Looking at the Big Picture – Are Your Character Motivations Working?

Sometimes when you’re editing, you can find yourself spending so much time focusing on the line by line detail that you lose track of the big picture. It’s something I’ve had a lot of trouble with writing my second novel, Cradlesnatch, partly because it’s taking so long to get the first draft down on paper. I find I lose track of the story’s inner connections.

I wasn’t sure what to do about the problem. When I’m sitting at the computer all I see is the section of manuscript I’m working on. It felt like I needed to make room in my head to get a grasp of the story as a whole. So I started taking afternoon walks. Continue reading

Getting to Grips with Your Character’s Inner Workings

Creating a believable character is a fundamental part of writing fiction. Unfortunately we can’t simply ‘assemble’ a character like the parts of a car.

Taking Character Apart

Here’s a great post on Kim’s Crafty Blog about how to write character: Character in Fiction: A Set of Approaches

Picture c/o Hovercraftdoggy

Is This Politically Correct?


The idea of political correctness can be a bit of a hot potato. However, one of the most valuable things I’ve learnt from working with an editor has been the importance of being sensitive to stereotyping, particularly when writing for children and young adults. Continue reading

‘Show Not Tell’ – A How To Guide

It takes courage to write. Facing that blank page can be difficult enough in itself. Finding the words to express your scene goal, mix more conflict into a line of dialogue, or add a perfect detail of description is no easy task. But fiction is more than plot, character and setting. Great fiction has emotion and that emotion comes from the heart and soul of the writer.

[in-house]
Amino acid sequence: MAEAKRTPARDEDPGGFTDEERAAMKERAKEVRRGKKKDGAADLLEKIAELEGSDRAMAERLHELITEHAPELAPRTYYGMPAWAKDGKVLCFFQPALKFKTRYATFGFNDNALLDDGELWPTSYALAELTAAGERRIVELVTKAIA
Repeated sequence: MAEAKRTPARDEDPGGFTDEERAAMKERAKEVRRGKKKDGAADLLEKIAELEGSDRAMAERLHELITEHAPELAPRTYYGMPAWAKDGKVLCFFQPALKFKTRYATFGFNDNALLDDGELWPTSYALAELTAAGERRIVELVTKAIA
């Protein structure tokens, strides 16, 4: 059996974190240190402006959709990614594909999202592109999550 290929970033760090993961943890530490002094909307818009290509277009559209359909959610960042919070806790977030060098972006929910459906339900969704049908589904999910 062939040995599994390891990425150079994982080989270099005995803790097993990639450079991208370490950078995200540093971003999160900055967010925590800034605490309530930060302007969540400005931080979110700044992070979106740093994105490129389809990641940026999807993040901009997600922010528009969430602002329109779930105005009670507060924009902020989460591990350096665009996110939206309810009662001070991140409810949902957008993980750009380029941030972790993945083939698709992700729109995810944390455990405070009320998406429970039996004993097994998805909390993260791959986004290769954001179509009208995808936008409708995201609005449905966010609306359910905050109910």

But it isn’t a simple matter of ‘telling’ the reader about the emotions a character is experiencing, instead we are told to ‘show’ them. It is a phrase often used, but not always easy to put into practice. So I thought I’d share a few techniques I’ve developed to help me ‘show’ the emotions in my stories, rather than ‘tell’ them. Continue reading

Writing a Fight Scene

It’s been a long journey, but I’ve finally reached the last section of my novel, Cradlesnatch, and what I need to do now is write a fabulous ending. In an adventure story that usually means writing a kick-ass fight scene.

However, I’ve been having a bit of difficulty getting it on paper, so I decided to step back and ponder how best to go about things.  Here’s what I’ve come up with. Continue reading

Finding your Muse – by Sarah Singleton

Today I’m delighted to welcome YA author, Sarah Singleton, to the blog with some very helpful advice on finding inspiration.

Images and Stories

Almost every story I’ve written has emerged from the seed of a visual image, and sometimes a series of images. Usually these images are pictures that flash into my imagination, seemingly from nowhere. Century, for example, began when I saw, in my mind, a spread of frosty fields, a pre-dawn sky, and a small pond lidded with ice beneath which the ghost of a woman in a white dress was floating…

From this image the entire story flowed. I asked myself a series of questions. Continue reading

Karen McCombie on Dialogue

Today I’m thrilled to welcome Karen McCombie, author of the best selling Ally’s World series, who has some wonderful things to say about getting your characters talking. In celebration of her guest post, I’m also giving away a copy of ‘Dialogue’ by Gloria Kempton. All you have to is subscribe to the blog. I’ll put the names in a hat then pull one out on 1st August and announce the winner.

Anyhow, enough of competitions, let’s settle down and listen to what Karen has to say: Continue reading